Navigating the Gospels: Mark
By Philip Fogarty SJ (Columba Press, €12.55 / £10.46)
This volume concludes Fr Fogarty’s set of guides to the Gospels. Intended for the general reader rather than the student, they aim through the use of the New Revised Standard Versions texts and the work of present day scholars and theologians, to open up the books in a connected way.
They are intended only as a ground work. Those who read the series are encouraged to open their minds and imaginations to the texts. This use of the imagination goes back of course to St Ignatius, and to ”the composition of place” talked about in his Spiritual Exercises, which is so central to the Jesuit method of mediation.
Philip Fogarty takes the reader step by step through the events of the gospel and their significance, but in final chapter he address the difficult question of ”inspiration” and authority, a short chapter which provides a basic understanding of often moot matters.
Praying with St Mark
By Albert McNally (Columba Press, €14.55 / £12.13 )
This book, in contrast with Philip Fogarty’s above, is intended for a more advance level of Gospel study, either privately at home or in a reading group. Arranged in 20 sessions it goes through the text, not only to deal with the content, but to inspire the utilisation of them not only for mediation but also for prayer. But all through the reader, or rather user, is guided by Fr McNally. Both of these books aim essentially at deepening not only an understanding of the Gospel, but also an interiorisation of their substance and meaning. Certainly readers of Fr McNally’s more complex book, however, would certainly benefit from the enlarged insights of group discussion.
Social Thought on Ireland in the Nineteenth Century
Edited by Séamus Ó Siocháin (UCD Press, €28.00 / £23.35)
Though the cover of this book is decorated with one of Sir John Tenniels’s superb, if racist images of an armed Britannia protecting a weaker Hibernia from a stone throwing ape-faced thug labelled ”Anarchy”, this book digs much deep that the prejudices of press and politicians in the Victorian era, to investigate what it was that some of the leading social thinkers of the time thought about Ireland in the light of their newly created science.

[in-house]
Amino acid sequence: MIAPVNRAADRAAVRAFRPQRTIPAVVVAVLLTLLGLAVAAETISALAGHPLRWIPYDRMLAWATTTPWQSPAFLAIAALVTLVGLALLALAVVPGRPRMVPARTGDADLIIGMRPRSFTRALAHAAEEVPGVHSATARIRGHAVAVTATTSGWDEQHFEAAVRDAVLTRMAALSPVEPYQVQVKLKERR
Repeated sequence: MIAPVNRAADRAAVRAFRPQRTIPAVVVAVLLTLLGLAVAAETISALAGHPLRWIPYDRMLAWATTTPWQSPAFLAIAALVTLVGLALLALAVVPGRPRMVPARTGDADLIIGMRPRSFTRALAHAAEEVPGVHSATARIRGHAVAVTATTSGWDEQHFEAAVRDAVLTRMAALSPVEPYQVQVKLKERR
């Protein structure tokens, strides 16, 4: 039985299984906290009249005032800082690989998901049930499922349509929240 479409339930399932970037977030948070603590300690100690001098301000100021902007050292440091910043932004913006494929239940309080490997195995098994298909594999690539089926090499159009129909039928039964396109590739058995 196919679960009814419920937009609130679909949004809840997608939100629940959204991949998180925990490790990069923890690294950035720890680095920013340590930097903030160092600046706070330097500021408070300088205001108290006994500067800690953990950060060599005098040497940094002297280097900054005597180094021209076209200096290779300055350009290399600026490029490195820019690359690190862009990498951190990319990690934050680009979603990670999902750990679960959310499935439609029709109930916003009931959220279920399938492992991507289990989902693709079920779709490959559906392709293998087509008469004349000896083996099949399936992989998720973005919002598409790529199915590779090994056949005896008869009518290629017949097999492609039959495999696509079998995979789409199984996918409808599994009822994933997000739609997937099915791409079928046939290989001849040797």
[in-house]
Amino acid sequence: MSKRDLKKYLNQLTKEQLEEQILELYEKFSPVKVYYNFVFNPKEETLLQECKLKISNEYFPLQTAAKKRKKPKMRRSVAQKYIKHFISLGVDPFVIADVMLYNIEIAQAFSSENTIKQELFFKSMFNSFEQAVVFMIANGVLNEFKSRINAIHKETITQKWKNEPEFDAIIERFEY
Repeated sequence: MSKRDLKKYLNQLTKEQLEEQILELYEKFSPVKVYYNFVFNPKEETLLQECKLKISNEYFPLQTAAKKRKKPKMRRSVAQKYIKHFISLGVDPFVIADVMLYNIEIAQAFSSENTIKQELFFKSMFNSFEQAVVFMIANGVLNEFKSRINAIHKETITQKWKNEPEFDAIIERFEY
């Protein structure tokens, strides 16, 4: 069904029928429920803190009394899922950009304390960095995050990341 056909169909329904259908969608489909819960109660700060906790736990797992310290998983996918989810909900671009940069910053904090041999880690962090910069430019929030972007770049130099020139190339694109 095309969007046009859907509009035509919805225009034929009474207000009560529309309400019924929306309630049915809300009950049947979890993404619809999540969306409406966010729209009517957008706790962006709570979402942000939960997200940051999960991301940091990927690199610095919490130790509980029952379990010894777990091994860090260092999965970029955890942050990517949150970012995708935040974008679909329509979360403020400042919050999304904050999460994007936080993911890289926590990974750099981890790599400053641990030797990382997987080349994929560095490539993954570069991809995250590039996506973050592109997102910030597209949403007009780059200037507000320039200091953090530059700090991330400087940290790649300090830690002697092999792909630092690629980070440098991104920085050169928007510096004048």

Is collects together nine conference papers, some of which deal with familiar topics, other which open new ground. So we have essays on Gustave de Beaumont and Alexis de Tocqueville, but we also have Harriet Martineau, the redoubtable associate of Charles Dickens on the Daily News, James Anthony Froude dissected by Ciaran Brady, and Sir Henry Maine and the development of ”Darwinian” social theory.
There is also an epitome of the treatment of Ireland, from a distance, by Marx and Engels. The book ends with papers on Celticism as it developed through Arnold from the Macpherson; and race theory and the Irish.
These days race is treated with disapprobation. But the theorists of Irish nationalism were in themselves keen racialists, developing their own notions of a Gaelic ubermensch. Though this is an academic book, the essays will be found of great interest to students of Irish sociology, history and literature.